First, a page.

The Mary Lee Foundation is closely monitoring the Coronavirus (COVID-19) situation due to the vulnerable nature of the individuals who call Mary Lee home. We have taken the past few days to ensure that our clients and employees remain as safe and healthy as possible. Our focus has been the safety of our clients. Thank you to everyone for their patience for us to make our public announcement.
Due to recommendations set for by the State of Texas, we are restricting access to our clients with the exception of providers of essential services, such as direct care workers in group homes, contract doctors, contract nurses, home health and hospice workers, EMS, and individuals operating under the authority of a local intellectual and developmental disability authority whose services are necessary to ensure individual health and safety, persons with legal authority (law enforcement officers), individuals whose presence is necessary to ensure that Mary Lee is protecting individuals and providing appropriate care, and family members and loved ones of residents at the end of life.
At this time, family, friends, and the general public are not allowed to visit our intellectually disabled clients. Clients are allowed to go off campus to visit (although it is strongly discouraged) and are screened upon returning to our facility.
All essential visitors will be screened for a respiratory infection, such as fever, cough, and shortness of breath or sore throat. Visitors will be required to practice hand hygiene prior to and during the visit, and wear a facemask while in the residence of the individual(s). Mary Lee will provide alternate means of communication for people who would otherwise visit, (phone, video, etc.) to promote ongoing contact between individuals and their loved ones.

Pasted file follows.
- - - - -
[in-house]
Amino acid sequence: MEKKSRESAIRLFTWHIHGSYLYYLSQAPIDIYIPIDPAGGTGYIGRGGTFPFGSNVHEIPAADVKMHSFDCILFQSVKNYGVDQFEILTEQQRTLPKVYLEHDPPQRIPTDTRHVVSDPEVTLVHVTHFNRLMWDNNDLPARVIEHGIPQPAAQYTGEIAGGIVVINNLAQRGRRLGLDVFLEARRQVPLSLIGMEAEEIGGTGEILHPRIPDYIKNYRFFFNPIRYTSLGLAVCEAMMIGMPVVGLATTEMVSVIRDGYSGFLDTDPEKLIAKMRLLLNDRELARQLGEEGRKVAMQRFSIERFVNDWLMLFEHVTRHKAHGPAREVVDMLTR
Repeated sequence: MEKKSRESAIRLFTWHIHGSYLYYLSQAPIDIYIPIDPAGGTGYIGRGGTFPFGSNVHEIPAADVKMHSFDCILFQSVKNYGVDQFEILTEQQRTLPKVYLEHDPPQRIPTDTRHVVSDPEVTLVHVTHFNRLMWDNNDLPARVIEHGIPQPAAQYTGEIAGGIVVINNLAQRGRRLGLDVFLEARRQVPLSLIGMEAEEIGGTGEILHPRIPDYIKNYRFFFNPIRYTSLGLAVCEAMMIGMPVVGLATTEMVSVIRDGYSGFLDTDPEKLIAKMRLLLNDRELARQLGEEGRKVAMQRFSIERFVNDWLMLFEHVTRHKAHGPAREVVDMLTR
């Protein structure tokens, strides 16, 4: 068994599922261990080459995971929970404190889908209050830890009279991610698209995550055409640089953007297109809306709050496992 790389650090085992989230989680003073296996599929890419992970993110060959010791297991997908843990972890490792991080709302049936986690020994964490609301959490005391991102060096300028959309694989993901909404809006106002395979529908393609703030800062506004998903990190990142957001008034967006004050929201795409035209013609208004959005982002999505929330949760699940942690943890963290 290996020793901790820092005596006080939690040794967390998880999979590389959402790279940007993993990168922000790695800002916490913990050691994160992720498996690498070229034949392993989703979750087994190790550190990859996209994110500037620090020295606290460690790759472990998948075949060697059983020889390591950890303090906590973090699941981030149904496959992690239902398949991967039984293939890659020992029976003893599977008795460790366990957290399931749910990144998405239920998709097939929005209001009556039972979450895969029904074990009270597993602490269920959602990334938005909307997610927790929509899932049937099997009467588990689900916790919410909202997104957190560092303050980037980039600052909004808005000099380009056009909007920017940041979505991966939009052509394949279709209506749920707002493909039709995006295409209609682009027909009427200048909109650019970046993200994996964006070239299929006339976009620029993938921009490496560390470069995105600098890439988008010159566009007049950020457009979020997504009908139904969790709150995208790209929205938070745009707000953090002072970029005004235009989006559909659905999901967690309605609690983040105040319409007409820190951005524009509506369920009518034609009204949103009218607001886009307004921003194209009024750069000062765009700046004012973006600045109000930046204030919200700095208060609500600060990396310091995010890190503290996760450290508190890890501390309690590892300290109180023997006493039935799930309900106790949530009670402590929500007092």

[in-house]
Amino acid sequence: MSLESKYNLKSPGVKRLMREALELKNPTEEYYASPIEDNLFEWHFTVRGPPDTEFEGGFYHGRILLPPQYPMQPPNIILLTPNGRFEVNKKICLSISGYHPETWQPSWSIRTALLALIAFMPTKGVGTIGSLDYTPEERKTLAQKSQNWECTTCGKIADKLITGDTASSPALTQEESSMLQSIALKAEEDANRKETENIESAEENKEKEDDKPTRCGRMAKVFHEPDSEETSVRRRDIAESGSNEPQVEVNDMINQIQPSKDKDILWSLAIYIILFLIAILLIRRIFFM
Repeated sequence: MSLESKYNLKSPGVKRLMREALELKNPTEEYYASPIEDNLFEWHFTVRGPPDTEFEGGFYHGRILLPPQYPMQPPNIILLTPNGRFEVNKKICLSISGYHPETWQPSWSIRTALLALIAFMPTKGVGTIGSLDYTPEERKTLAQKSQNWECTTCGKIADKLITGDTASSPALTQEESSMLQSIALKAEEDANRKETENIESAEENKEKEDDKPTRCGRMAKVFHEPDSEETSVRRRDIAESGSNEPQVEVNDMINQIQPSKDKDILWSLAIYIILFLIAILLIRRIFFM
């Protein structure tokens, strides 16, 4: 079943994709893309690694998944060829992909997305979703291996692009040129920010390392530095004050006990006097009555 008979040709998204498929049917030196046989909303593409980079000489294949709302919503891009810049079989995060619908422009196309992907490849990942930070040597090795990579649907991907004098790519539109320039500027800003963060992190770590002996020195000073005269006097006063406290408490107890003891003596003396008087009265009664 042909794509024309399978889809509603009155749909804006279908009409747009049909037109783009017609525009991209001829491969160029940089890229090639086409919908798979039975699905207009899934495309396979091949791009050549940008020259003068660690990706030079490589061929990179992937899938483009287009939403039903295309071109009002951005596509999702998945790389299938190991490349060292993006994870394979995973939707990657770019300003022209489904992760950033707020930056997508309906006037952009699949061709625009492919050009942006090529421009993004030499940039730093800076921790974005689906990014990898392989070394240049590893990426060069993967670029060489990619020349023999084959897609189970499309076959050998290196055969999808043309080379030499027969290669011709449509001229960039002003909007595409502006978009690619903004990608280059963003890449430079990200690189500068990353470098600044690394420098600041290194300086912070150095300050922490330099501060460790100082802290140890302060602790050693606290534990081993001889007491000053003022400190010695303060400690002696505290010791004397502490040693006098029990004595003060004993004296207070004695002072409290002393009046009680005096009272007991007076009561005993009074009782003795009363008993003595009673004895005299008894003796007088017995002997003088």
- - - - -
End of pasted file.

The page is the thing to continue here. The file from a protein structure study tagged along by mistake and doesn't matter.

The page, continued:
We continue to monitor new developments and evaluate our precautions daily. We’re committed to protecting our clients and staff during this time, and we will continue to take all necessary precautions with their health and safety in mind.
We are regularly updating Mary Lee clients and family members via email, on social media and over the phone, but if you have an urgent question, as always, please reach out to our Southpointe Administrator, Leigh Dunson at any time. (512) 442-6077 or firstname.lastname@example.org.
Mary Lee Foundation’s Flagship is a 22 unit building located at 1312 Lamar Square Drive. It was built in 1972 and renovated with accessibility and ADA upgrades in 2006. The renovation was a $1.3 million dollar project funded under the HUD Section 202 program for low-income seniors.
Lamar Square Drive is in close proximity to bus stops, shopping, entertainment, restaurants, pharmacies and much more. The Flagship offers many amenities including free covered parking, onsite maintenance staff, a community courtyard, case management and medication management. Floor plans include efficiency and 1 bedroom/1 bathroom units.
“Flagship is a place where seniors can come and be healthy, involved, inspired and independent. We provide enrichment programs and activities to promote happiness, independence and total wellness.” – Christina Esparza, HUD Property Manager
Suzanne moved to Austin from Dallas to be near her adult son. She had grown up in Rockwell, Texas, just outside of Dallas. When her son was young, Suzanne helped her then husband renovate houses and also found work as a decorator. Eventually she would find work as a food service supervisor at a nursing home in the Dallas area. Suzanne has now been in the Mary Lee community for approximately 10 years. She initially moved into our “Willows” apartment complex. When Suzanne turned 62, she became eligible to live in “Flagship” – our supportive housing for seniors. She has since been a happy resident at Flagship for the past five years.
Suzanne lives in her apartment with her 20 year old Senegal Parrot, Molly, and Bronson, a 3 year old Pitbull that was rescued from Hurricane Harvey. According to Suzanne, Bronson has come a long way after being rescued and has many friends in the Mary Lee community and the surrounding areas.
Being on Lamar Square Drive, Suzanne describes the area as a “grocery store heaven.” She has easy access to HEB, Whole Foods, Randalls and several others. Suzanne is lucky to still be able to drive and enjoys that she has covered parking at Flagship.